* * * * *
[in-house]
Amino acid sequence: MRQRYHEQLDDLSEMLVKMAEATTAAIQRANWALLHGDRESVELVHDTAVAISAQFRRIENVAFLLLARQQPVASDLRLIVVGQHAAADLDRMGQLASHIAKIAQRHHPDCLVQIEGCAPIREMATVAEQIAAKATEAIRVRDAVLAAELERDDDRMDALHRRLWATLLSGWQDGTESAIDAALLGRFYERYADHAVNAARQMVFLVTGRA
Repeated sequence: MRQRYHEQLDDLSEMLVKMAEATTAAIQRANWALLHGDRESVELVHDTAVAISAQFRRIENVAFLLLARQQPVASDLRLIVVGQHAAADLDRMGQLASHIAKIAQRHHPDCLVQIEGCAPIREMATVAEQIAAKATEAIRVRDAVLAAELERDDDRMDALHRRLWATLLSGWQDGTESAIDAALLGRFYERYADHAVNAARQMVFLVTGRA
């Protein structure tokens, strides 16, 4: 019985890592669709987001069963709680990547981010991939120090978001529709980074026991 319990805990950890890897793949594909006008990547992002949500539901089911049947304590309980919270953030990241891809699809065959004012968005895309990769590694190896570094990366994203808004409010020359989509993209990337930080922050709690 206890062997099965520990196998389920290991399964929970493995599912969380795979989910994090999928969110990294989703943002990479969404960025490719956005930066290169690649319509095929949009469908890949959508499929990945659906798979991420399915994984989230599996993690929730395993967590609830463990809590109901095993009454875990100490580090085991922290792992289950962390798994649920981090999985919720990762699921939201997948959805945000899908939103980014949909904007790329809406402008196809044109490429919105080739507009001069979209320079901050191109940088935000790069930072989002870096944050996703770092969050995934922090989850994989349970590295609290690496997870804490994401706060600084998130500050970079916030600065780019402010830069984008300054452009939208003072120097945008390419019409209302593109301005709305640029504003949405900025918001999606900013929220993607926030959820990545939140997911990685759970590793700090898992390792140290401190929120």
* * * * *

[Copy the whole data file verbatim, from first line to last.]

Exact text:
[in-house]
Amino acid sequence: MRQRYHEQLDDLSEMLVKMAEATTAAIQRANWALLHGDRESVELVHDTAVAISAQFRRIENVAFLLLARQQPVASDLRLIVVGQHAAADLDRMGQLASHIAKIAQRHHPDCLVQIEGCAPIREMATVAEQIAAKATEAIRVRDAVLAAELERDDDRMDALHRRLWATLLSGWQDGTESAIDAALLGRFYERYADHAVNAARQMVFLVTGRA
Repeated sequence: MRQRYHEQLDDLSEMLVKMAEATTAAIQRANWALLHGDRESVELVHDTAVAISAQFRRIENVAFLLLARQQPVASDLRLIVVGQHAAADLDRMGQLASHIAKIAQRHHPDCLVQIEGCAPIREMATVAEQIAAKATEAIRVRDAVLAAELERDDDRMDALHRRLWATLLSGWQDGTESAIDAALLGRFYERYADHAVNAARQMVFLVTGRA
């Protein structure tokens, strides 16, 4: 019985890592669709987001069963709680990547981010991939120090978001529709980074026991 319990805990950890890897793949594909006008990547992002949500539901089911049947304590309980919270953030990241891809699809065959004012968005895309990769590694190896570094990366994203808004409010020359989509993209990337930080922050709690 206890062997099965520990196998389920290991399964929970493995599912969380795979989910994090999928969110990294989703943002990479969404960025490719956005930066290169690649319509095929949009469908890949959508499929990945659906798979991420399915994984989230599996993690929730395993967590609830463990809590109901095993009454875990100490580090085991922290792992289950962390798994649920981090999985919720990762699921939201997948959805945000899908939103980014949909904007790329809406402008196809044109490429919105080739507009001069979209320079901050191109940088935000790069930072989002870096944050996703770092969050995934922090989850994989349970590295609290690496997870804490994401706060600084998130500050970079916030600065780019402010830069984008300054452009939208003072120097945008390419019409209302593109301005709305640029504003949405900025918001999606900013929220993607926030959820990545939140997911990685759970590793700090898992390792140290401190929120």